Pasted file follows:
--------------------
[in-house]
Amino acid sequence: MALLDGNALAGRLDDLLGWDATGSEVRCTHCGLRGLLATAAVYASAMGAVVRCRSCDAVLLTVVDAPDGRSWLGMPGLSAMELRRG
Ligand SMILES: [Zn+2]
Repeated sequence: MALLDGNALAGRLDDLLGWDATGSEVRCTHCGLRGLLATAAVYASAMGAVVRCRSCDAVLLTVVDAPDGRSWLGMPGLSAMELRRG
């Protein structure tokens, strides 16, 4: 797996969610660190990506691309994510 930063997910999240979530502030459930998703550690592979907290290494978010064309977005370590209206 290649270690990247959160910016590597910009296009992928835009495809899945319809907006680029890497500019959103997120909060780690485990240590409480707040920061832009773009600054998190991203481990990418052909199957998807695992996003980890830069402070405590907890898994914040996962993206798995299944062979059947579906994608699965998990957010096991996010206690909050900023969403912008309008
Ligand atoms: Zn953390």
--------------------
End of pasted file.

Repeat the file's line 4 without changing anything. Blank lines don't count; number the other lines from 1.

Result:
Repeated sequence: MALLDGNALAGRLDDLLGWDATGSEVRCTHCGLRGLLATAAVYASAMGAVVRCRSCDAVLLTVVDAPDGRSWLGMPGLSAMELRRG